The clutch on this vehicle is a pull-type clutch, which operates a bit differently from traditional clutches. On a traditional clutch, you would simply unbolt the transmission, pull it out, then remove the pressure plate and replace the clutch disc.
On this model, because the clutch is pulled to release instead of pushed on, you can not simply pull the transmission off, as it is attached to the clutch. Most people run into this issue like you have and attempt to disassemble the flywheel, which while not impossible, is quite difficult and will not get you any farther ahead anyway.
What you need to do is release the collar that holds the release bearing on the transmission to the flexplate on the flywheel. Once this collar is released, the transmission will be free to remove from the engine, and you can then go in and unbolt the pressure plate and replace the clutch disc. Note that the collar is easily damaged; if lots of prying went on leading up to this, you may need to replace the pressure plate if the collar is distorted.
To release the collar, go underneath the vehicle and locate the round rubber plug just below the slave cylinder area on the front of the transmission. Remove the plug and look up into the hole with a flash light. You will see a thin metal collar right where the release bearing contacts the pressure plate. You will need to slide a broad flat head screwdriver in between the release bearing and the collar and perform a twisting motion on the screwdriver to release the collar. If it is stubborn, you can pull the fork toward the driver side of the vehicle to help it along. When the collar releases, the fork will spring out of position and inch or so, indicating it is released.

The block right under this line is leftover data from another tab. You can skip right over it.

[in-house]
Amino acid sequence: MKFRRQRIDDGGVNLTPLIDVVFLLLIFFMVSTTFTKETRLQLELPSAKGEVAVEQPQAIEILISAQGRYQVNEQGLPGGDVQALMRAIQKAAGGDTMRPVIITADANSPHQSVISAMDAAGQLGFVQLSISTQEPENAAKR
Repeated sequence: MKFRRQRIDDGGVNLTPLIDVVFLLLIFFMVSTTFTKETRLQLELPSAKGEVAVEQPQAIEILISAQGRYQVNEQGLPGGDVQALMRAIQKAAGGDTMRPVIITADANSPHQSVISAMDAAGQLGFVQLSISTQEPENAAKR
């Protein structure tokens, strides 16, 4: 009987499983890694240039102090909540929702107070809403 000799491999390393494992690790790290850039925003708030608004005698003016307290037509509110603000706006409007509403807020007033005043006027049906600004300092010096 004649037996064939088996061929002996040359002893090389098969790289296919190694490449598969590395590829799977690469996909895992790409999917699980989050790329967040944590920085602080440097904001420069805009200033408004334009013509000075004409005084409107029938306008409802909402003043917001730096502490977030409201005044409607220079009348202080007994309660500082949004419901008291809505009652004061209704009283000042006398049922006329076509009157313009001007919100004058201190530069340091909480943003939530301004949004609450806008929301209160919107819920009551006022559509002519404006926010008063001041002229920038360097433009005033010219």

Once the collar is released, you can go about normal procedure for clutch replacement. On reassembly be careful that the transmission goes in nice and straight; if you go in at an angle and force it again you could damage the collar.
I am attaching some documentation from Mitsubishi to help illustrate it further.